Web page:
To answer this question Africans have adopted the Constitutive Act of the African Union (AU) which defines clearly the common objectives we as Africans have committed ourselves to and the tasks that lie ahead of us. The Constitutive Act is the supreme law of the continent which has been approved by all our parliaments, the parliaments of the people of Africa to meet the challenges facing Africa today.

We are here in Durban, therefore to give effect to this Act of the African Union.

By forming the Union, the peoples of our continent have made the unequivocal statement that Africa must unite! We as Africans have a common and a shared destiny! Together, we must redefine this destiny for a better life for all the people of this continent.

The first task is to achieve unity, solidarity, cohesion, cooperation among peoples of Africa and African states. We must build all the institutions necessary to deepen political, economic and social integration of the African continent. We must deepen the culture of collective action in Africa and in our relations with the rest of the world.

Our second task is that of developing new forms of partnerships at all levels and segments of our societies, between segments of our societies and our governments and between our governments. We must mobilize all segments of civil society, including women, youth, labour and the private sector to act together to maximise our impact and change our continent for the better.

As Africans, we have come to understand that there can be no sustainable development without peace, without security and without stability. The Constitutive Act provides for mechanisms to address this change which stands between the people of Africa and their ability and capacity to defeat poverty, disease and ignorance.

Together we must work for peace, security and stability for the people of this continent. We must end the senseless conflicts and wars on our continent which have caused so much pain and suffering to our people and turned many of them into refugees and displaced and forced others into exile.

We must accept that dialogue and peaceful resolution of conflicts are the only way to guarantee enduring peace and stability for our people. The Constitutive Act provides for such mechanisms.

Together we have made one statement against terrorism. As Africans, we must put our resources together to defeat terrorism with all its manifestations in the interest of peace and stability for our people.

In the spirit of the Constitutive Act of the Union we must work for a continent characterized by democratic principles and institutions which guarantee popular participation and provide for good governance. Through our actions, let us proclaim to the world that this is a continent of democracy, a continent of democratic institutions and culture. Indeed, a continent of good governance, where the people participate and the rule of law is upheld.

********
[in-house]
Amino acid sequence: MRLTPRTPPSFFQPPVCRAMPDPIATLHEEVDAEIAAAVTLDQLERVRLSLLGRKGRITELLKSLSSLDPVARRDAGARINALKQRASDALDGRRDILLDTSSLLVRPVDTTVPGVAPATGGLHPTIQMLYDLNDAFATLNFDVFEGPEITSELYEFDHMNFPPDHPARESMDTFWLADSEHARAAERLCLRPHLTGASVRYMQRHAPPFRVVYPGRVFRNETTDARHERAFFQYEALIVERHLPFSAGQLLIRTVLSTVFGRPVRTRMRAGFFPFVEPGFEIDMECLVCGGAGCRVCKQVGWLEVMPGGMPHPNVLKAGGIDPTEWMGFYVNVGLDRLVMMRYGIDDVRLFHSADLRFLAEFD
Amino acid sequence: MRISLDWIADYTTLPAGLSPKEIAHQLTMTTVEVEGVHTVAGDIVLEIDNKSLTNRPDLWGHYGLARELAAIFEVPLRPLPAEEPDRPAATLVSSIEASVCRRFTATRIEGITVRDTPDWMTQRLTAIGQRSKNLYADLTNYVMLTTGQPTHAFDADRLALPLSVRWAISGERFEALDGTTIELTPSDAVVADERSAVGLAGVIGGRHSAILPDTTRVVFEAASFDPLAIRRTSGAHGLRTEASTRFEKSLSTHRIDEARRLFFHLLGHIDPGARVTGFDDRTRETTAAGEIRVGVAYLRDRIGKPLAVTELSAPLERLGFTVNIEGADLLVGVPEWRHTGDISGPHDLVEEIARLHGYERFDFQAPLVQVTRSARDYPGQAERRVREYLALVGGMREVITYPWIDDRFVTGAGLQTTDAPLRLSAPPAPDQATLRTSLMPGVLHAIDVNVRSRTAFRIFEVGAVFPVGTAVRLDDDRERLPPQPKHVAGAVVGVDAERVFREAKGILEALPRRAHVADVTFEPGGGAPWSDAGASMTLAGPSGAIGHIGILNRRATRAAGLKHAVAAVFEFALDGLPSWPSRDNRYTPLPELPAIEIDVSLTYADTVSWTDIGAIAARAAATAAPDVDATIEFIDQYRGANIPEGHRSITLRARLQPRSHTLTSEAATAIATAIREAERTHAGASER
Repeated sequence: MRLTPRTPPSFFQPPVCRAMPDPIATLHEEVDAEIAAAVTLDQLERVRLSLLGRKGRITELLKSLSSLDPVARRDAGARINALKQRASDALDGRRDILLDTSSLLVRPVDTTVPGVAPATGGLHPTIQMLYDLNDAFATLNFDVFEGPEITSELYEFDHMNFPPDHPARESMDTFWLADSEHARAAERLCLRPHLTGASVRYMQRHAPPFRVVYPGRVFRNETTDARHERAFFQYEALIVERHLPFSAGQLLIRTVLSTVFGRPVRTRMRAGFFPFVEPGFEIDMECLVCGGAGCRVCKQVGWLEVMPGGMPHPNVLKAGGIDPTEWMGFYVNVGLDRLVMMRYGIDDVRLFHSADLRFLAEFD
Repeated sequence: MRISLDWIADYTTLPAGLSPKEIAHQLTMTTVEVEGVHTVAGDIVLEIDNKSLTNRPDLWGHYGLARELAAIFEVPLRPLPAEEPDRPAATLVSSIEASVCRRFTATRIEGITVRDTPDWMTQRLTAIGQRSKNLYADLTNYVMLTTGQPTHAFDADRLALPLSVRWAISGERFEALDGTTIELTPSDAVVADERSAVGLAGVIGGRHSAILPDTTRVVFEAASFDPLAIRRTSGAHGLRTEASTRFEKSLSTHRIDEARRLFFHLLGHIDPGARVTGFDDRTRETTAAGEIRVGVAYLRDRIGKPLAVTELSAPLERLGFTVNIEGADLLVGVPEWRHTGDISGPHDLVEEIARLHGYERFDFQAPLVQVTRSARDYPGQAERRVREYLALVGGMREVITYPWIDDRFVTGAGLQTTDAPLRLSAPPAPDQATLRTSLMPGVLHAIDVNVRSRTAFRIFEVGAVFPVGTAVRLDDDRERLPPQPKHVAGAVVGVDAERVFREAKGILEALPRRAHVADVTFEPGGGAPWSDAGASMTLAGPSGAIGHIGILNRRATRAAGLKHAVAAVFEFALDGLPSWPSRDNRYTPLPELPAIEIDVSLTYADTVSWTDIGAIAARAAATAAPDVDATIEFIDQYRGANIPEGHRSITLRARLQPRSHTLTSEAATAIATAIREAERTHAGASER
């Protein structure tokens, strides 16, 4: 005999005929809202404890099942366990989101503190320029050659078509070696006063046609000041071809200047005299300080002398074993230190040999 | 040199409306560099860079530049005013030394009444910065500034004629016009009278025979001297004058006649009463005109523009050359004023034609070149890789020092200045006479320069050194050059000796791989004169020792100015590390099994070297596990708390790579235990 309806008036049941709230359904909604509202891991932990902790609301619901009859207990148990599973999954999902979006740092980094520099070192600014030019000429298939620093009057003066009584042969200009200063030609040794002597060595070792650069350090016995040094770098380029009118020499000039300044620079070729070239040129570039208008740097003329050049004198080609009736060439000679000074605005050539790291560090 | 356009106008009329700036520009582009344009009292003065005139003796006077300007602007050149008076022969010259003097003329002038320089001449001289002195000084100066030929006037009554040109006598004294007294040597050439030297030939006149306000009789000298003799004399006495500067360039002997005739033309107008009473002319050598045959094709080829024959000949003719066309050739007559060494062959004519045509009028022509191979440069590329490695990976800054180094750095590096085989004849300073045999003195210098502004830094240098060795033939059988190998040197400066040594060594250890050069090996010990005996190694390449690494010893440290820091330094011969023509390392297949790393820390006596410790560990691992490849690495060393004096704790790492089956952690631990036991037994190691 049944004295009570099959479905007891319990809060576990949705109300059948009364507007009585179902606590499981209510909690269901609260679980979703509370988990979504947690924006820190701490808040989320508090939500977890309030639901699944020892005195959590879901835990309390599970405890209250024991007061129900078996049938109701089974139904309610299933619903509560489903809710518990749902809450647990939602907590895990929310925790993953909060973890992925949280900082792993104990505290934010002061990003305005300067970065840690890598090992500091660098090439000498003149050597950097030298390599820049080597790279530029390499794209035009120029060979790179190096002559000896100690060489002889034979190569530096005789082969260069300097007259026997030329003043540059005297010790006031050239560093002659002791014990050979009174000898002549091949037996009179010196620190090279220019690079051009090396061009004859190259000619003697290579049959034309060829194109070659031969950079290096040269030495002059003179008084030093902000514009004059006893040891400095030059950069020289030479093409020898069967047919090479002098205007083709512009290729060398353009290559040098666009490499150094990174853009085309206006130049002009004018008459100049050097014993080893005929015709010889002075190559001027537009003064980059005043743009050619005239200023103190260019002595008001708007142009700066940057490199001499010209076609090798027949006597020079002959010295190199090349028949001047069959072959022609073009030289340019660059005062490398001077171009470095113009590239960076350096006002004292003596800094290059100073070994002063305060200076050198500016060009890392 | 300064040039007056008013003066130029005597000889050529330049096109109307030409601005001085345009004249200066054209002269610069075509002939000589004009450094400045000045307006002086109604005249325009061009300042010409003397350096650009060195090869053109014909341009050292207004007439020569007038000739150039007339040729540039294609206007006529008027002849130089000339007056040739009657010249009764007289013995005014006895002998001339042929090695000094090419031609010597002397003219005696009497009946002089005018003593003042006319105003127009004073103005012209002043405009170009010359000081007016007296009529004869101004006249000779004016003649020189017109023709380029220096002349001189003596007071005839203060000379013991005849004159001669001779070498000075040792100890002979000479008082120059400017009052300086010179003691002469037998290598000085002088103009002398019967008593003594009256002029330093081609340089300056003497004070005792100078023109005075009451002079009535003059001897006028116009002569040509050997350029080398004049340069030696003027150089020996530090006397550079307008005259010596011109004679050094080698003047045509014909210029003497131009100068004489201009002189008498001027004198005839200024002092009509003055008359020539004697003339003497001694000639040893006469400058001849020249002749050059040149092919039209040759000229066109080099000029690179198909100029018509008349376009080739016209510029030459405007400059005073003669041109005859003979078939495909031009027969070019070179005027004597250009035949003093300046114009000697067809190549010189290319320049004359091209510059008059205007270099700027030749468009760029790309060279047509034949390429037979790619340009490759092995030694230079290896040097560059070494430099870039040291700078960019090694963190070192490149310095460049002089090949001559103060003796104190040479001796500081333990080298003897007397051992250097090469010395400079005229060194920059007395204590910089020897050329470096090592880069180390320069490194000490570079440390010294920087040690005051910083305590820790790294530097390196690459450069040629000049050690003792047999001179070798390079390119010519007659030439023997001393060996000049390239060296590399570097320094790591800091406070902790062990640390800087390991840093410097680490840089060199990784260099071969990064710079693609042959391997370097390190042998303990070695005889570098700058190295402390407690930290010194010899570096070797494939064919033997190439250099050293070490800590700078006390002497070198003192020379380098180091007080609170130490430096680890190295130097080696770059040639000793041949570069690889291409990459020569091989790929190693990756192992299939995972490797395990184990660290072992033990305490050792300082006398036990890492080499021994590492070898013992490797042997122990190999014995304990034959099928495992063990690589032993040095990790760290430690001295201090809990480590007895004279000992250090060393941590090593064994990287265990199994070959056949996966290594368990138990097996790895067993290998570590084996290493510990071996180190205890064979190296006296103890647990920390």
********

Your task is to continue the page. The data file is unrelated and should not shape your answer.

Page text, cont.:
Let us today, re-dedicate ourselves to those fundamental principles we have adopted of human and people's rights, of gender equality, of worker's rights and the rights of the child.

In doing so, we shall have reminded ourselves that realizing these would entail the eradication of poverty and underdevelopment, that the right to development is a human right, that to end hunger on our continent, food security and nurturing agriculture have to be central to our enterprise, that clean water, and sanitation are as crucial to the health of our people as are other ways of fighting communicable diseases such as malaria, TB and AIDS.

To end ignorance on our continent, we shall invest in education, in research in all fields and endeavour to develop our capacities in science and technology.

A key challenge we have set ourselves is to end the levels of unemployment that has been a characteristic of our societies. To do this, there is no alternative but to garner all our own resources both on the continent, and elsewhere, to invest in factories, mines, agriculture and infrastructure. No longer should Africa be simply an exporter of raw materials to the west. We aspire to produce and manufacture the highest quality products for our own use and for export. In order to do this we shall have to invest in training our own working people. If we are to sustain our development, then we shall have to increase trade among ourselves.

Time has come that Africa must take her rightful place in global affairs. Time has come to end the marginalisation of Africa. We call on the rest of the world to work with us as partners.

This is a moment of hope for our continent and its peoples. We shall act together to build a brighter future, working together with all of us, governments, parliamentarians, trade unions, private sector, civil society, religious communities, cultural workers, for a better future for the peoples of Africa.

We congratulate all the leaders gathered here for the work they have done to bring us where we are today.

Long live African Unity. Long live African Union.